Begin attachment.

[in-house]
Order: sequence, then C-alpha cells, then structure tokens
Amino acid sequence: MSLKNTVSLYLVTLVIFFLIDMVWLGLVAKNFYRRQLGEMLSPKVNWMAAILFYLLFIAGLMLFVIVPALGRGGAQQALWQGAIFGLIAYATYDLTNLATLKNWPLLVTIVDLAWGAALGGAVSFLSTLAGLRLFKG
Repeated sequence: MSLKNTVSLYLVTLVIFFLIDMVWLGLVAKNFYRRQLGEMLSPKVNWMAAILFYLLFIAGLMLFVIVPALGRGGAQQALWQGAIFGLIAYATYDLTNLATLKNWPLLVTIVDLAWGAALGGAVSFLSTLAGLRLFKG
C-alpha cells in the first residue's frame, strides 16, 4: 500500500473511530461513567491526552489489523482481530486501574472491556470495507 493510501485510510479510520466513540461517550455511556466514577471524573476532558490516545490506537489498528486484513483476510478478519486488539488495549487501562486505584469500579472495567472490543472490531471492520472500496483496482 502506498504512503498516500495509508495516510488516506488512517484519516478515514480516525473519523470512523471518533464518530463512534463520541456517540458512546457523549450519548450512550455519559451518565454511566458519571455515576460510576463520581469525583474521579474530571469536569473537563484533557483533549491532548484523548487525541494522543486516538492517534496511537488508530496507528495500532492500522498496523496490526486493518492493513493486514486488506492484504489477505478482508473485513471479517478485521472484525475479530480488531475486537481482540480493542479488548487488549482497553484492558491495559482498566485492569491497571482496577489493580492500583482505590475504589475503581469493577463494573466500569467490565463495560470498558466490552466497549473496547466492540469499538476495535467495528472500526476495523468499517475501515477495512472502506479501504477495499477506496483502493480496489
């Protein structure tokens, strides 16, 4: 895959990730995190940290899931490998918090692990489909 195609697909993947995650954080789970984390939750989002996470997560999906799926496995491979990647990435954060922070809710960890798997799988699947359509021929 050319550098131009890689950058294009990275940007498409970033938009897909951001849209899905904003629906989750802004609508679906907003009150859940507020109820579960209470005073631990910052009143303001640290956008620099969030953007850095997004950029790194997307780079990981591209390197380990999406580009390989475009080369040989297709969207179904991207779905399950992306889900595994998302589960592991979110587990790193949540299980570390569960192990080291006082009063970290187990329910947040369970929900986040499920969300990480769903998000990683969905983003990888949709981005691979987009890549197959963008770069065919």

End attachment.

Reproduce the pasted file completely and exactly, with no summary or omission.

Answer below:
[in-house]
Order: sequence, then C-alpha cells, then structure tokens
Amino acid sequence: MSLKNTVSLYLVTLVIFFLIDMVWLGLVAKNFYRRQLGEMLSPKVNWMAAILFYLLFIAGLMLFVIVPALGRGGAQQALWQGAIFGLIAYATYDLTNLATLKNWPLLVTIVDLAWGAALGGAVSFLSTLAGLRLFKG
Repeated sequence: MSLKNTVSLYLVTLVIFFLIDMVWLGLVAKNFYRRQLGEMLSPKVNWMAAILFYLLFIAGLMLFVIVPALGRGGAQQALWQGAIFGLIAYATYDLTNLATLKNWPLLVTIVDLAWGAALGGAVSFLSTLAGLRLFKG
C-alpha cells in the first residue's frame, strides 16, 4: 500500500473511530461513567491526552489489523482481530486501574472491556470495507 493510501485510510479510520466513540461517550455511556466514577471524573476532558490516545490506537489498528486484513483476510478478519486488539488495549487501562486505584469500579472495567472490543472490531471492520472500496483496482 502506498504512503498516500495509508495516510488516506488512517484519516478515514480516525473519523470512523471518533464518530463512534463520541456517540458512546457523549450519548450512550455519559451518565454511566458519571455515576460510576463520581469525583474521579474530571469536569473537563484533557483533549491532548484523548487525541494522543486516538492517534496511537488508530496507528495500532492500522498496523496490526486493518492493513493486514486488506492484504489477505478482508473485513471479517478485521472484525475479530480488531475486537481482540480493542479488548487488549482497553484492558491495559482498566485492569491497571482496577489493580492500583482505590475504589475503581469493577463494573466500569467490565463495560470498558466490552466497549473496547466492540469499538476495535467495528472500526476495523468499517475501515477495512472502506479501504477495499477506496483502493480496489
């Protein structure tokens, strides 16, 4: 895959990730995190940290899931490998918090692990489909 195609697909993947995650954080789970984390939750989002996470997560999906799926496995491979990647990435954060922070809710960890798997799988699947359509021929 050319550098131009890689950058294009990275940007498409970033938009897909951001849209899905904003629906989750802004609508679906907003009150859940507020109820579960209470005073631990910052009143303001640290956008620099969030953007850095997004950029790194997307780079990981591209390197380990999406580009390989475009080369040989297709969207179904991207779905399950992306889900595994998302589960592991979110587990790193949540299980570390569960192990080291006082009063970290187990329910947040369970929900986040499920969300990480769903998000990683969905983003990888949709981005691979987009890549197959963008770069065919």